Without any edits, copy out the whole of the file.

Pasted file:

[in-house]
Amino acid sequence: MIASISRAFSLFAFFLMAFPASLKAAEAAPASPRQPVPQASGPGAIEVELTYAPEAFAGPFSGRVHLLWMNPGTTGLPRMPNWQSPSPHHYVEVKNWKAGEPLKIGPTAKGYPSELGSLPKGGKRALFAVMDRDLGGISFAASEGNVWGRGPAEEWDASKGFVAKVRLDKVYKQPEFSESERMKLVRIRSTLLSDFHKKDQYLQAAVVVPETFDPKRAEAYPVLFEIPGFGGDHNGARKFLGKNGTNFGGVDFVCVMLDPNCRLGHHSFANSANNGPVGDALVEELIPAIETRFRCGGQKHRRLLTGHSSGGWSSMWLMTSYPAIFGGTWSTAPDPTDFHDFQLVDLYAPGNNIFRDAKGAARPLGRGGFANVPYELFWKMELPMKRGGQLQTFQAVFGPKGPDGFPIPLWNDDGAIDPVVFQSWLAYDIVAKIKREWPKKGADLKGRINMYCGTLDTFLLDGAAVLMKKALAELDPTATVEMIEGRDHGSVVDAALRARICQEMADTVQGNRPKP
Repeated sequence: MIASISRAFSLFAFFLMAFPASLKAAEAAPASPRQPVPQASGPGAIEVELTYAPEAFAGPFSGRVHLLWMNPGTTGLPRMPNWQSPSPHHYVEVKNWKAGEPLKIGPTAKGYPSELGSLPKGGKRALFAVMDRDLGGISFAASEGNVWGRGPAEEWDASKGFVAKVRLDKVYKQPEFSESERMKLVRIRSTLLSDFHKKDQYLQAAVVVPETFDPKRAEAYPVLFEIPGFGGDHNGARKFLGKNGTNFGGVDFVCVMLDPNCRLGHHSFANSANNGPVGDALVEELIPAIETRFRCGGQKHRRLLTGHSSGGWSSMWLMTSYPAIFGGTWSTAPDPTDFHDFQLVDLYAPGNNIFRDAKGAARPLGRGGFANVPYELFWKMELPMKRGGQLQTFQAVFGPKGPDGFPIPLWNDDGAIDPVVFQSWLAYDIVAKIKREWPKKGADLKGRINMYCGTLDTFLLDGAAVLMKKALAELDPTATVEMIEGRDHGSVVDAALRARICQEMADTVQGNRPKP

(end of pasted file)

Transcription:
[in-house]
Amino acid sequence: MIASISRAFSLFAFFLMAFPASLKAAEAAPASPRQPVPQASGPGAIEVELTYAPEAFAGPFSGRVHLLWMNPGTTGLPRMPNWQSPSPHHYVEVKNWKAGEPLKIGPTAKGYPSELGSLPKGGKRALFAVMDRDLGGISFAASEGNVWGRGPAEEWDASKGFVAKVRLDKVYKQPEFSESERMKLVRIRSTLLSDFHKKDQYLQAAVVVPETFDPKRAEAYPVLFEIPGFGGDHNGARKFLGKNGTNFGGVDFVCVMLDPNCRLGHHSFANSANNGPVGDALVEELIPAIETRFRCGGQKHRRLLTGHSSGGWSSMWLMTSYPAIFGGTWSTAPDPTDFHDFQLVDLYAPGNNIFRDAKGAARPLGRGGFANVPYELFWKMELPMKRGGQLQTFQAVFGPKGPDGFPIPLWNDDGAIDPVVFQSWLAYDIVAKIKREWPKKGADLKGRINMYCGTLDTFLLDGAAVLMKKALAELDPTATVEMIEGRDHGSVVDAALRARICQEMADTVQGNRPKP
Repeated sequence: MIASISRAFSLFAFFLMAFPASLKAAEAAPASPRQPVPQASGPGAIEVELTYAPEAFAGPFSGRVHLLWMNPGTTGLPRMPNWQSPSPHHYVEVKNWKAGEPLKIGPTAKGYPSELGSLPKGGKRALFAVMDRDLGGISFAASEGNVWGRGPAEEWDASKGFVAKVRLDKVYKQPEFSESERMKLVRIRSTLLSDFHKKDQYLQAAVVVPETFDPKRAEAYPVLFEIPGFGGDHNGARKFLGKNGTNFGGVDFVCVMLDPNCRLGHHSFANSANNGPVGDALVEELIPAIETRFRCGGQKHRRLLTGHSSGGWSSMWLMTSYPAIFGGTWSTAPDPTDFHDFQLVDLYAPGNNIFRDAKGAARPLGRGGFANVPYELFWKMELPMKRGGQLQTFQAVFGPKGPDGFPIPLWNDDGAIDPVVFQSWLAYDIVAKIKREWPKKGADLKGRINMYCGTLDTFLLDGAAVLMKKALAELDPTATVEMIEGRDHGSVVDAALRARICQEMADTVQGNRPKP